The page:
As summer winds down, the oven goes on. A Provence-inspired tian is perfect for the season. Neat layers of sliced zucchini, crookneck squash and plum tomatoes nestle atop a bed of onions, all seasoned with fresh herbs – rosemary sage and thyme—and topped with olives. Beautiful and aromatic
A tian is basically a layering of vegetables whose juices meld together while baking. The word comes from the name of the vessel that traditionally held the vegetables (like the tagine of Moroccan cuisine). This is in contrast to a gratin, a word that comes from the French term for scrape. Perfect, since its characteristic is a topping of grated cheese and/or stale bread. This dish would be a gratin if topped with cheese or bread, and it would be delicious prepared that way.
Like most composed dishes, this requires some advance planning, but is equally fine tossed together as a jumble. I have frequently made this for parties and picnics since it can be assembled in advance and cooked at the last minute. It can be served hot or at room temperature. And the leftovers are even more delectable, a great base for a poached egg for a simple lunch or supper (or in my case, a savory breakfast).
The complexity of the dish is not just visual. It comes in part from the layering of vegetables whose juices meld during cooking. But the real source is the advance sauté of the onions and squash with a mixture of herbs. First, sliced onions are lightly cooked in olive oil and chopped sage, rosemary and thyme. (I like to halve the onion crosswise and lengthwise, then slice it lengthwise into half moons, or quarter it and slice it crosswise.) The onions are then placed in the bottom of a baking dish. I used an enameled cast iron but a terra cotta or ceramic dish is probably more traditional. Then squash slices are lightly sauteed the same way, until slightly brown but not mushy. This is essential to the character of the dish. You can layer them the way I did or simply toss them on top of the onions, tucking slices of tomato here and there and topping with olives. I add a few sprigs of thyme on top before baking and a few more as garnish.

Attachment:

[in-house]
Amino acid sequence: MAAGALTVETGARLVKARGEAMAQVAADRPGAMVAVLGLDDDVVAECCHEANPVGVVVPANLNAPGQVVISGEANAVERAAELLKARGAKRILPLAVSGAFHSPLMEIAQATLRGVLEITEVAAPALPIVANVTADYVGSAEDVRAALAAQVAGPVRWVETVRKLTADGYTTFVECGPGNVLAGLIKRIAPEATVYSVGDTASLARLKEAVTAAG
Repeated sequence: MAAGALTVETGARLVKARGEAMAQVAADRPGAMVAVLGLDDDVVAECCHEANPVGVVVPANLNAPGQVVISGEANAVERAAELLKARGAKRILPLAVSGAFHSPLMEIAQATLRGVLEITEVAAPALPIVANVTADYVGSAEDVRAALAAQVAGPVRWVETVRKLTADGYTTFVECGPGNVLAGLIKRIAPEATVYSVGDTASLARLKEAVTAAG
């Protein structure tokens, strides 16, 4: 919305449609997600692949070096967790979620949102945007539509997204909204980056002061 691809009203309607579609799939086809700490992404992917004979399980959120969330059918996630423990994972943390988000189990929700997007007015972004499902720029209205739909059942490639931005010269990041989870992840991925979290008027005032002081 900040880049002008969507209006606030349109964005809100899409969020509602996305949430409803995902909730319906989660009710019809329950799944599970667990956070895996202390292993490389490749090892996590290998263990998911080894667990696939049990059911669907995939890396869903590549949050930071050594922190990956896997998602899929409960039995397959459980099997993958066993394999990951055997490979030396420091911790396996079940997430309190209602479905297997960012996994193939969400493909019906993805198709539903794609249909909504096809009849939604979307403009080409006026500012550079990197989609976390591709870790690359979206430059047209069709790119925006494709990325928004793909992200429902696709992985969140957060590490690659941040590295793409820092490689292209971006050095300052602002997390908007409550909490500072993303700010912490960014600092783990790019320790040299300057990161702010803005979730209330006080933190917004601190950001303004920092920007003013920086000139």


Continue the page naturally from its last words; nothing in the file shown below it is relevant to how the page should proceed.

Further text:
The method came from Deborah Madison’s superb vegetable cookbook, The Savory Way. This is one of my favorite cookbooks not only because of the inspired cookery but also because of the graphic design. Good paper, nicely bound, well composed, decorated throughout with woodcuts. It’s a real pleasure to use.
Summer Squash and Tomato Tian adapted from Deborah Madison, Savory Way
Adjust the quantities according to the size of your baking dish. The amount of vegetables below will fill baking dishes of approximately 7×11 inches or 8×12 inches.
3-4 small-medium zucchini or summer squash, or a combination
4-6 plum tomatoes of roughly the same diameter
1 large yellow onion, preferably a sweet one
2 cloves garlic
2 tsp each sliced sage leaves, thyme leaves, chopped rosemary leaves
5 tbsp olive oil, divided
4-6 pitted Kalamata olives, quartered vertically
Additional sprigs of thyme
Heat the oven to 350 degrees.
Prepare the vegetables. Slice the squash into ¼-inch thick rounds. Slice the tomatoes into the same size pieces. Quarter the onion and slice it vertically into half moons. Chop or slice the garlic. Divide the herbs into two parts.
In a large sauté pan, heat 2 tbsp of the olive oil and add the onions, the garlic, half the herbs and a little salt. Cook slowly until the onions have wilted but don’t brown them. Place the mixture in the baking dish.
Heat 2 tbsp olive oil in the pan and add the squash, the remaining chopped herbs and a little salt. Saute over medium high heat for a few minutes until slightly wilted. A few pieces will be lightly browned. Arrange the squash rounds in row in the baking dish, interspersing them with the tomatoes. (You can do this neatly in rows or more informally.)
Drizzle the remaining tablespoon of olive oil on top, add the sliced olives, a little salt, and some sprigs of thyme, reserving some for the final garnish. (The dish can be made ahead to this point.)
Bake, covered with foil, for about 50 minutes. Remove the foil and let cool for at least 10 minutes before serving. Garnish with fresh thyme.